Border crisis worsens as Mexico dries out south Texas farmers

The border crisis continues to worsen as the Mexican government dries out south Texas farmers, those in Texas’ Rio Grande Valley argue. The situation has become so dire that state Democratic lawmakers have called on the Biden administration and Gov. Greg Abbott to take immediate action.

Democratic members of Congress also have called on the Biden administration to enforce a 1944-era water treaty to no avail.

Mexico is not upholding its end of a 1944 Treaty of Utilization of Waters, the lawmakers argue. The treaty governs water usage between the U.S. and Mexico including from two international reservoirs: Lake Amistad and Falcon Lake in Texas along the international border. Mexico has historically released water storage from Lake Amistad to Mexican growers, not to Texas growers, and the U.S. federal government hasn’t stepped in to enforce the terms of the treaty. Recently, Mexican officials killed any agreements to release water to Texans, even running ads in Mexico City to protest compliance with the treaty, according to news reports.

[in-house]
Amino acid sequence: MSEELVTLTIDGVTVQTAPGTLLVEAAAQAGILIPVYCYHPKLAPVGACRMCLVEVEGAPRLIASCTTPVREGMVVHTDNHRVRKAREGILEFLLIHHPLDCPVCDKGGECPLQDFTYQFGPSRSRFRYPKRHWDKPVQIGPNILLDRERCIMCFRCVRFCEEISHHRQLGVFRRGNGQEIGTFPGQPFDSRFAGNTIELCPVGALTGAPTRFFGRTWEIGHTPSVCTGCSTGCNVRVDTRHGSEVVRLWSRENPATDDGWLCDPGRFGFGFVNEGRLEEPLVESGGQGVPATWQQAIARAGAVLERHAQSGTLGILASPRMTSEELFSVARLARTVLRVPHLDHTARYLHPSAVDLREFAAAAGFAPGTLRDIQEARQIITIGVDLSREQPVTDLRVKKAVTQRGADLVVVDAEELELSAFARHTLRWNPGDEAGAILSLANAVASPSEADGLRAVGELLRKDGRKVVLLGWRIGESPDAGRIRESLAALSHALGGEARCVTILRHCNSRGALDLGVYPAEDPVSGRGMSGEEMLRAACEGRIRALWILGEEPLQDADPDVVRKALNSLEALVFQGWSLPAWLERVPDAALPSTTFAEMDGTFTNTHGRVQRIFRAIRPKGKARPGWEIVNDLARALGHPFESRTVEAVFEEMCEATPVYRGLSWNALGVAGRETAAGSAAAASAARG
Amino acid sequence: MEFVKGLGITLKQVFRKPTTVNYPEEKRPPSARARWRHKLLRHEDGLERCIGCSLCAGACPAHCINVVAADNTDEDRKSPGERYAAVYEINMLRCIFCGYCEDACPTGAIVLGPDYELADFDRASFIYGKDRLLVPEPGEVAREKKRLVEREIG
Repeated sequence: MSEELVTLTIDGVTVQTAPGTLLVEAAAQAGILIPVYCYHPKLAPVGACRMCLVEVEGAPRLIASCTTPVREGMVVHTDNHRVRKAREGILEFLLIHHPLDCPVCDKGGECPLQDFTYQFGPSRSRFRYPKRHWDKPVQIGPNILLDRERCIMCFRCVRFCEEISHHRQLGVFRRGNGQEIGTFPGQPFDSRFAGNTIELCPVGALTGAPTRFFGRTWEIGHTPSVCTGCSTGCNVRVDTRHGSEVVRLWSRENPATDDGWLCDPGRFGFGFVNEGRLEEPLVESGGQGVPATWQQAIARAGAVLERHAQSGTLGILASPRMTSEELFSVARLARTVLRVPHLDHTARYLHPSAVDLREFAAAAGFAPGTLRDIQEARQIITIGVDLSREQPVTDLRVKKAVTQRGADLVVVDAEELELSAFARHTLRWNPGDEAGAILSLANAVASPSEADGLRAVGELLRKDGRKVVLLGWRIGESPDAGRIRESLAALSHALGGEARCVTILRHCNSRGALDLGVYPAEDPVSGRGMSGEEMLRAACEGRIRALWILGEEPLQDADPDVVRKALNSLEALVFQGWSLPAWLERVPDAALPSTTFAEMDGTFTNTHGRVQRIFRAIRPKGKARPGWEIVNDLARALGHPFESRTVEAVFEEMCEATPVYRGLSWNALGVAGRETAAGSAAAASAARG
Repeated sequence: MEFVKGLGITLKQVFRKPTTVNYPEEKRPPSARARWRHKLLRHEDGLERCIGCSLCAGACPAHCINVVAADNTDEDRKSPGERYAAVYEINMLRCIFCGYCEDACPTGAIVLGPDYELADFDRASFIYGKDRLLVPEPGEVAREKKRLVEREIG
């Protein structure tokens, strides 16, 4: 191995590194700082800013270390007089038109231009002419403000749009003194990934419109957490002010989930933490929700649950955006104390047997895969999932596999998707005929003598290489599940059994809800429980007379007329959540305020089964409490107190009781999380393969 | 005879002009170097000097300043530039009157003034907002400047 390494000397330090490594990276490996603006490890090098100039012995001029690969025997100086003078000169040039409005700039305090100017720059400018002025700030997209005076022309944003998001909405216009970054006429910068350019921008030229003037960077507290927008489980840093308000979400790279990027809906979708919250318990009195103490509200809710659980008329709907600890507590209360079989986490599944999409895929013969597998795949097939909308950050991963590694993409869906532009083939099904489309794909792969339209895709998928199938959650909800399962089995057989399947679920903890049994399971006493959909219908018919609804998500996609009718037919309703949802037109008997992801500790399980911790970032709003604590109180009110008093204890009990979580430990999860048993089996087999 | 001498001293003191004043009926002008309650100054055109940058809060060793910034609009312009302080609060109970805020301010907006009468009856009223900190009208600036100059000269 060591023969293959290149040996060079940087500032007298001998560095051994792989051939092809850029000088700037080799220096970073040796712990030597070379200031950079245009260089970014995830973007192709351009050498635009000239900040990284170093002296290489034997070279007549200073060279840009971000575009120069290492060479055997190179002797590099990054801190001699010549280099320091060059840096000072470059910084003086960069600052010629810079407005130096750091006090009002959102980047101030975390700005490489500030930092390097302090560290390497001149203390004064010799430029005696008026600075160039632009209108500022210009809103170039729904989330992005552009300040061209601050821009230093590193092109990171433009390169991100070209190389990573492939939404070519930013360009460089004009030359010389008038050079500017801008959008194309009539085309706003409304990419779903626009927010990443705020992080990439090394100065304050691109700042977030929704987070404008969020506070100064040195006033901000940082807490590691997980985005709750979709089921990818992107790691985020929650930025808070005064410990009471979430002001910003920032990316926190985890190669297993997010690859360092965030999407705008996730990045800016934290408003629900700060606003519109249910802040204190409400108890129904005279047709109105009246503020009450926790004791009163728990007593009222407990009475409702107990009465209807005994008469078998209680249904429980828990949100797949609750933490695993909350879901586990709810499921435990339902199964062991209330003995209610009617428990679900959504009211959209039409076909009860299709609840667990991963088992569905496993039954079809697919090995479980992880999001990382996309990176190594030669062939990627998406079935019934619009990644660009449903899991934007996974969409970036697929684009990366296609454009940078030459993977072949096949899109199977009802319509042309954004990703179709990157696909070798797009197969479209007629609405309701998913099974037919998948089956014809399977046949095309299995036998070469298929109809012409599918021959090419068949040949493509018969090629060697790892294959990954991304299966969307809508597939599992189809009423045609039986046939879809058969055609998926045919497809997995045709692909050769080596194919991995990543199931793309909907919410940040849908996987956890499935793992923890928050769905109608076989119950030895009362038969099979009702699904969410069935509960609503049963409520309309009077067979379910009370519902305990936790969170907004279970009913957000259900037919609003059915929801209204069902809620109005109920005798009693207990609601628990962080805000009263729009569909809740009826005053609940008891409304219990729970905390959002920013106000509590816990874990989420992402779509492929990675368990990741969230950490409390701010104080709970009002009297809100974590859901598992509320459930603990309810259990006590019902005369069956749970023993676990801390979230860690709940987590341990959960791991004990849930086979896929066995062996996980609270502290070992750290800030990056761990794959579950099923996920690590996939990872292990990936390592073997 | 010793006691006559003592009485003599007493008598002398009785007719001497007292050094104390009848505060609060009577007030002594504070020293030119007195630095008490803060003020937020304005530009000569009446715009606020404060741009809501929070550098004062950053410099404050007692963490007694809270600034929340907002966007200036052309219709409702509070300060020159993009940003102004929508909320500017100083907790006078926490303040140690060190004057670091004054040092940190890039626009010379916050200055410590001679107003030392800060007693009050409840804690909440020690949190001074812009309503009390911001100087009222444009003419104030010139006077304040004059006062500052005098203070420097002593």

South Texas sugar growers said that without the State Department’s support, “all attempts to negotiate timely water releases for Mexico have failed.”

Last month, Texas’ last sugar mill announced it was shutting down as a result. Because Mexico wasn’t releasing water as required by the treaty, south Texas growers didn’t have enough water to grow their crops, forcing more than 100 sugar growers out of business, 500 workers out of jobs and the Rio Grande Valley to lose an initial $100 million in economic losses.

While the State Department hasn’t acted, Canales expressed confidence that Abbott would.